inflammation1According to the statistics from the World Health Organization, about 12.9 million people worldwide died from some form of cardiovascular disease in 2004. And each year, the World Cancer Research Fund estimated that some eight million people died from cancer. Heart disease and cancer, the deadly manifestation of chronic inflammation, are expected to remain as the leading causes of death in developed countries for many years to come.

    Studies do indicate that both the risk of heart disease and cancer are modifiable by our lifestyle choices which include the food we choose to eat each day. With every bite that we take, we’re either balancing the pro- and anti-inflammatory compounds in the body, or tipping the scale to one end.

    Here are the top foods found to increase inflammation in the body and possibly cause inflammatory diseases:

    Pro-Inflammatory Agent:

    1.  Sugars

    Inflammation-dousing Substitute: Opt for natural sweeteners like stevia, honey, or blackstrap molasses to flavor your beverages and foods modestly. Natural sugars found in fresh or dried fruits and fruit preserves with no added sugar are also great choices.

    2.  Common Vegetable Cooking Oils

    Inflammation-dousing Substitute: Replace your omega-6-saturated cooking oils with macadamia oil, extra virgin olive oil, or other edible oils with a saner omega-6 to omega-3 fatty acids ratio.

    3.  Dairy Products

    Inflammation-dousing Substitute:  Kefir and unsweetened yogurt are acceptable in moderation for those who are not allergic to milk. They are easier on the stomach as the lactose and proteins in the milk have been broken down by beneficial bacteria and/or yeasts.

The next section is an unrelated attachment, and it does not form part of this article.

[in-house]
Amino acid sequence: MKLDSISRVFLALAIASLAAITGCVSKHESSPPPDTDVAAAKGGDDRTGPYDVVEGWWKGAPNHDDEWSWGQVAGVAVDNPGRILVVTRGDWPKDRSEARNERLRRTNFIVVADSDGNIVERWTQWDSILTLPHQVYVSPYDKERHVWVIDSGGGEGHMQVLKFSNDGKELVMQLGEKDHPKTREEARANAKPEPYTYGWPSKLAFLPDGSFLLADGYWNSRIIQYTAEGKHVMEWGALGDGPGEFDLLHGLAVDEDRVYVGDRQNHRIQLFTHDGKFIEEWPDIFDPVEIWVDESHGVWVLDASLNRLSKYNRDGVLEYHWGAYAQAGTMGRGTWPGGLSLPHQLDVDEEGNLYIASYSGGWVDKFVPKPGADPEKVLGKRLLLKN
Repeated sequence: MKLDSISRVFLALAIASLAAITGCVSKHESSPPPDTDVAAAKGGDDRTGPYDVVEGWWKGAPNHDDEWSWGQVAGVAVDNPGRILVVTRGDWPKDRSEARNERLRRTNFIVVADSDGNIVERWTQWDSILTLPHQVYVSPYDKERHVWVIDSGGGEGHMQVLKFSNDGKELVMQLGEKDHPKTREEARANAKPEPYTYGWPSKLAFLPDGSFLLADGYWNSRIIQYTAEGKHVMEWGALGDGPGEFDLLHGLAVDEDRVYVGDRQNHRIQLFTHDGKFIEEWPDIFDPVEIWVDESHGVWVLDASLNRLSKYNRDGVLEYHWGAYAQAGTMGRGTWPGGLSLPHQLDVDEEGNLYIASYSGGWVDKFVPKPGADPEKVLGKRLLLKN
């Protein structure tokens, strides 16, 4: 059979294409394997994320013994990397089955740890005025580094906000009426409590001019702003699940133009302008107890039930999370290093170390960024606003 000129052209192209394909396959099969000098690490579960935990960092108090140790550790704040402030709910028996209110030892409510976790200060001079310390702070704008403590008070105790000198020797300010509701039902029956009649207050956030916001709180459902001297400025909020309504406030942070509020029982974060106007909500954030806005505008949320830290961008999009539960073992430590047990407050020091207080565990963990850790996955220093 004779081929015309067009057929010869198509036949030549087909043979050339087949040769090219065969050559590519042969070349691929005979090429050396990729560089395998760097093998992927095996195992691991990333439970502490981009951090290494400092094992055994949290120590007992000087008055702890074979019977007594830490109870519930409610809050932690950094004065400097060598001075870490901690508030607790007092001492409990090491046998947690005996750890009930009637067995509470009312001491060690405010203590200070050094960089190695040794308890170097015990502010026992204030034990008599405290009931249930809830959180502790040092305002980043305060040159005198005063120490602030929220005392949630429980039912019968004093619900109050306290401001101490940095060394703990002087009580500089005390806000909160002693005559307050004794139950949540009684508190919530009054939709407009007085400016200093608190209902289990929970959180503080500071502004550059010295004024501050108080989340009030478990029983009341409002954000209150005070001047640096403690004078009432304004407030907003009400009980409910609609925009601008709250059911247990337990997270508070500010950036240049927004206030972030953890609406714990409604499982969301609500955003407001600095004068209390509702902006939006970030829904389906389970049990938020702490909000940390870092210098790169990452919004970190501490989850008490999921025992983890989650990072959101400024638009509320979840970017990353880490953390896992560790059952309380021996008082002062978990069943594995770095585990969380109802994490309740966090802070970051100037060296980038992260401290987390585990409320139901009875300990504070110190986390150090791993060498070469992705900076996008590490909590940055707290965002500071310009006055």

4.  Feedlot Raised Meat

    Inflammation-dousing Substitute: Organic, free-range animals that fed on their natural diet like grasses instead of grains and hormones contain more omega-3 fats

    5.  Red Meat & Processed Meat

    Inflammation-dousing Substitute: You don’t need to avoid red meat totally, though the same thing can’t be said for processed meat. No amount of processed meat is safe. Replace the bulk of your red meat with organic vegetables, poultry and fish, and relegate red meat to a weekly treat.

    6.  Alcohol

    Inflammation-dousing Substitute: A refreshing and thirst-quenching glass of pure, filtered water or Jasmine Green tea.

    7.  Refined Grains

    Inflammation-dousing Substitute: Go for minimally processed grains if you are not gluten intolerant or allergic to grains.

    8.  Artificial Food Additives

    Inflammation-dousing Substitute: Besides limiting the consumption of processed foods, use anti-inflammatory herbs, spices or natural sweeteners to add flavor to your dishes instead of relying on food additives.

    superomega3Other non-inflammatory foods:

    Seeds & Nuts:

    Focus on Chia Seeds, Walnuts, Ground Flaxseeds

    The ones listed above are especially high in essential omega-3 fatty acids, which lower inflammation throughout the body.  This is especially good for people with arthritis and other inflammatory diseases.

    No better time than the New Year, to resolve to make healthier food choices!  You don’t have to do it overnight.  But begin with a few small changes and over time, add a few more.  Remember small changes over a long period of time equal success! Bon appétit!

    Read more: http://theconsciouslife.com/top-10-inflammatory-foods-to-avoid.htmtries for many years to come.


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Your Personal Best Training Studio
Doddridge Plaza
3765 S. Alameda, Ste 102
Corpus Christi, TX 78411
(361) 857-5087 info@ypbtrainingstudio.com